accurate answer for your question. >> thank you, sir. if you were trying to design a plan like the affordable care act that would result in insurance premiums dropping for families by $2500 a year as the president said they would, would you do that by paying for it with fees on insurance companies? you're taxing these insurance companies if you're charging them these fees that are being repealed here, aren't they going to have to pass that group to it,umers? >> as i explained the economic analysis is appropriate for the source of fees, excise taxes is like an excise tax and they end up in the price to the consumer.
>> and also the additional taxing by not letting them do. the wages between 500,000 dollars and $1 million like other companies could and that is an additional cost that will probably be passed to consumers in one form or another. >> there is some subtle differences the does raise the cost of compensation. >> so the charge to the pharmaceutical companies that tax like the excise tax that economic forces will be passed onto consumers if they have the insurance policy likely they will pick up some or all of the cost, is that not correct? >> that would include pharmaceuticals. it would include pharmaceuticals. >> i find it difficult to a
-- to imagine that any logical person would think that putting these taxes into a plan like this would result in reduced health care cost but likely they increased the health care cost. is that correct? >> as i have said our economic , analysis is as excise taxes are generally expected to be reflected in the final price of the good service. , >> repeal would offer some reduction? >> that should go in the opposite direction. >> i yield. >> your recognized. >> so let me say i appreciate your patience with us. you are a sounding board where people can work this out you have been fair and honest and balanced and you gave to my friend from south carolina and
arizona, sort of a a typical economic analysis of excise tax. with all things being equal that would be reflected in the price if it disappeared. in a normal market, it would probably be reduced. but do you think that pharmaceutical pricing behaves like typical business pricing competition? can you reflect on that for a >> your question is a good question because the most typical analysis of the excise tax assumes a fair amount of competition so in particular if it is a protected drug you have
created a monopoly. it is still the case the excise taxes on the monopolies generally are expected to be reflected in the price of the product as it goes up and down because the goal as the more competitive market'/firm -- firm's goal is try to maximize profits that is based on the net income from sales but the monopoly markets are different. >> just looking at what the pharmaceutical industry has done extortiontching practices to be undertaken these orphan drugs to jack them up 100 5000% to the point that has caused embarrassment for the people on the boards.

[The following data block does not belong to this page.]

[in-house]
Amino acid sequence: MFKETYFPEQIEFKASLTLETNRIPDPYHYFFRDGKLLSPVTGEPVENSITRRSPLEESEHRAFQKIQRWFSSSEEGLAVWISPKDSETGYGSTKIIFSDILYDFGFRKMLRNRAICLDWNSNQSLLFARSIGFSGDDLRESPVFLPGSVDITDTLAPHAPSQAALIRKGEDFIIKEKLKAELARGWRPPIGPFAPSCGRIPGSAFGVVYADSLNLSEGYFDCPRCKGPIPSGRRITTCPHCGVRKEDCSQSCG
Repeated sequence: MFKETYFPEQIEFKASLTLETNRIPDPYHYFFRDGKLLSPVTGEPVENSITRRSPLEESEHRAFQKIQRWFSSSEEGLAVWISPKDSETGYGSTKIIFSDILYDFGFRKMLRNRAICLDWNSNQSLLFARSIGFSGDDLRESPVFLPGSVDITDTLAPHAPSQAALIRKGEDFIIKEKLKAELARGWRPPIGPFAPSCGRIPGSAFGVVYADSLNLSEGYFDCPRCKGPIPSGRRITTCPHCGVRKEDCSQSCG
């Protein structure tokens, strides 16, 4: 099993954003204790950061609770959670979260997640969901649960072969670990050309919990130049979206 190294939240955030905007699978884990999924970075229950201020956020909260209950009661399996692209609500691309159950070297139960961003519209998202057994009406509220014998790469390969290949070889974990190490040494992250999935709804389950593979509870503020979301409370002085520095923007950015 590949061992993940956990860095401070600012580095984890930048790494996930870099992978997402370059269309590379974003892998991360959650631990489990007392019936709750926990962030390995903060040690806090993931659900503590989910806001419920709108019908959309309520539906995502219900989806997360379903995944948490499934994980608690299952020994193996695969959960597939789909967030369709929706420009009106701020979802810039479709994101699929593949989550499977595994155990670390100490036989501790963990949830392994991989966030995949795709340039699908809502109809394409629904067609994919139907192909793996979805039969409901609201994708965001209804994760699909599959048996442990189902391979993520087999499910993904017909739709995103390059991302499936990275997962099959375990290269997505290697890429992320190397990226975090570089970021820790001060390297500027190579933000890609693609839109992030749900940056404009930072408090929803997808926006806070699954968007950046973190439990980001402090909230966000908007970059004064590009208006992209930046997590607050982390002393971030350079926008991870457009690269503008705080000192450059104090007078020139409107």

some of the ceos that break -- brag about how they can extort and there is no charitable word for that. it is embarrassing. even president trump thinks there should be some competition going on here. he will drive the prices down. anybody on this panel who thinks there's a normal market for pharmaceuticals and they behave like other industries to pass on those savings is in a dream world.
and you can look at the of outrageous -- outrageous actions taken with long standing medications that are lifesaving to have been on the market in when they can capture the market to drive that it is our regis so they have to structure that charitable gift back with the worst examples but extracted from private payers with elaborate schemes. it is ludicrous to think that they behave like normal this is his and they what not with this disappearance, they were not pocket as much of it as they could with a straight face. and perhaps the only reason they what it is because they think it will be the case where president trump follows through and does something good. lower pricing. happens, but i will offer an amendment to guarantee
this reduction is passed on the consumer. we don't have to guess or rely on the benevolence i think there are great people in the industry . i don't have lots of personal contact with them. but i see so many examples where consumers are abused or the caspers take advantage of an insurance is jacked around and hospitals are challenged to keep pace all because some members of this industry can get away with it. i am going to offer in amendment to make sure they cannot in the 24 point $8 billion. thank you and i yield back. -- $24.8 billion. >> after you question him i intend to strike the last word. and move toward amendments. your recognized. you, mr. chairman.